Currently browsing category

Israeli food culture, Page 5

Insights into various aspects of the local food scene.

bnei-brak-joan-nathan

Exploring Bnei Brak with Joan Nathan

Late Thursday night, I received an e-mail from cookbook author Joan Nathan, telling me she’d canceled her plans for Friday. Would I like to visit the Tel Aviv farmer’s market and Bnei Brak with her? Geez, what a question! Of course I would. But there was a catch. There’s always …

bloggerforaging1

Winter weekend weed walks

I attended two weed walks last week. Both had been delayed due to rain. Coincidence? Not at all. We’ve had several years of drought, and the rain came late this year. But once it started, it didn’t stop. When the winter rains begin, the dusty earth quickly comes alive with …

jachnun1

Jachnun — Yemenite breakfast

Jachnun is one of those dishes that everyone in Israel loves but few actually make themselves. These rolled sticks of dough are a Yemenite Jewish food. The dish is one of many slow-cooked Jewish foods invented to be prepared a day in advance and baked all night long, so that …

eggplant1

Untranslatable eggplant, and Iraqi breakfast

In a nondescript junction in neighboring Givatayim sits a legend of a shop known as Oved’s sabich. Oved rose to fame not due to the quality of his sabich — fried eggplant — but due to his playful use of the Hebrew language. If someone asks, “Have you been to …

beers

Brewing up a beer culture

Does Israel have a beer culture? Well, kind of. A young one. One that’s perhaps largely imported. What it does have now is a beer expo. To be precise, Israel has had one beer expo to date — yesterday was the day for professionals, and today it’s open to the …

pinenuts-in-shells3

Nut in our backyard — picking pine nuts

You can buy your pine nuts for 120 to 250 shekels a kilo. Or you can pick them off the ground in a public park or your backyard. OK, maybe that’s a little flippant. It’s quite a lot of work to find them yourself, let alone to find enough to …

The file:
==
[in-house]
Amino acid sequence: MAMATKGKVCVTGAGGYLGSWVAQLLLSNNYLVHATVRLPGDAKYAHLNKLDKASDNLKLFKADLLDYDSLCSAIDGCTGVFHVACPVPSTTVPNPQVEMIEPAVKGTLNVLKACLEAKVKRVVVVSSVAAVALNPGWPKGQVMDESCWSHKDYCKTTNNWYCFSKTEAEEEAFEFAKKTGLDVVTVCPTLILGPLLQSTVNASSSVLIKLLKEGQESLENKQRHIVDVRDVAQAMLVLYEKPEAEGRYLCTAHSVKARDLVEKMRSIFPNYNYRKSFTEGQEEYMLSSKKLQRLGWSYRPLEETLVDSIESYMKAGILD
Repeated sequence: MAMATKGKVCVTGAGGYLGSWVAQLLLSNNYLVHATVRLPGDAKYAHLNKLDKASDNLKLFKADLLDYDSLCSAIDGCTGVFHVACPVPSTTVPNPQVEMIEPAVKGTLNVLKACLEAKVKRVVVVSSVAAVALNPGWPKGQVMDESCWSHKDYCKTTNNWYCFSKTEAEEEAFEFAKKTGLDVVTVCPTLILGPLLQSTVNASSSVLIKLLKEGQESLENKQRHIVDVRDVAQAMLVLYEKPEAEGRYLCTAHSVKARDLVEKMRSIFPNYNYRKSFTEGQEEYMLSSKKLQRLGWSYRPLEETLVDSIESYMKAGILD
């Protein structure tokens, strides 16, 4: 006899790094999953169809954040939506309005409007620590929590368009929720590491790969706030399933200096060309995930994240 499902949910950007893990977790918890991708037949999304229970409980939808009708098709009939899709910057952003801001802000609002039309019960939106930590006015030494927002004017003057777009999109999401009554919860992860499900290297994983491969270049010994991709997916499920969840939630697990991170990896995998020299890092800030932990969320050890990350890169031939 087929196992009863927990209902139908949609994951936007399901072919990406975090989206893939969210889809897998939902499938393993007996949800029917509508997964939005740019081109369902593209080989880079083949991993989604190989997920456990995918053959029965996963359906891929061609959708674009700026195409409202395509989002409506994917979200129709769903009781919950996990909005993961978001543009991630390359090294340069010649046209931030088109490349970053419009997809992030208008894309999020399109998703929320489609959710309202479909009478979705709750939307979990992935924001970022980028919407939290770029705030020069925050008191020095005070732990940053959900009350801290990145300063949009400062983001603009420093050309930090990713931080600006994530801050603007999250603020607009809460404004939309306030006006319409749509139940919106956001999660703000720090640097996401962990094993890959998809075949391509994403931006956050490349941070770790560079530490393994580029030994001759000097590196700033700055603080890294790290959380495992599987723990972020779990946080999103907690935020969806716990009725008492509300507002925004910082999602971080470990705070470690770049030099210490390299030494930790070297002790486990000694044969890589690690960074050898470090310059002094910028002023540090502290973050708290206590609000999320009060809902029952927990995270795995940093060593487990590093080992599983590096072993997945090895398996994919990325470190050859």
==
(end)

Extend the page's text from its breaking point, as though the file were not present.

freekeh1

Green wheat with apricots and pecans

Green wheat is one of the oldest methods of eating grains known to mankind. It’s been grown and prepared in this region for thousands of years. It was used in biblical offerings. Before there was rice, there was green wheat. In fact, unlike rice, green wheat is grown and processed …

latkes

Latkes with leek, celery and baharat

It’s the first day of December, the weather is balmy, and it’s also the first night of Hanukkah. The winter festival of lights came as somewhat of a surprise this year — I knew it was approaching, and I saw the growing quantities of jelly donuts at all the bakeries, …

binyamina-winery

Wines (and other things) I liked at the 2010 expo

I had the pleasure of attending Sommelier 2010, Israel’s annual wine expo for industry professionals. Fortunately that includes food bloggers, so Irene, who works as a wine steward for the Golan Heights Winery, recommended that Miriam, Sarah, Yael and I attend. And attend we did, sampling wine for six hours …

olives-on-tree

It’s that season: Pickling olives for another year

It’s that time of year — the first autumn rains, which mean the olives are ripe. Admittedly, I haven’t seen more than five minutes of rain in Tel Aviv so far, but it’s been on and off the weather forecast for a few weeks now. I’ve heard rumors that in …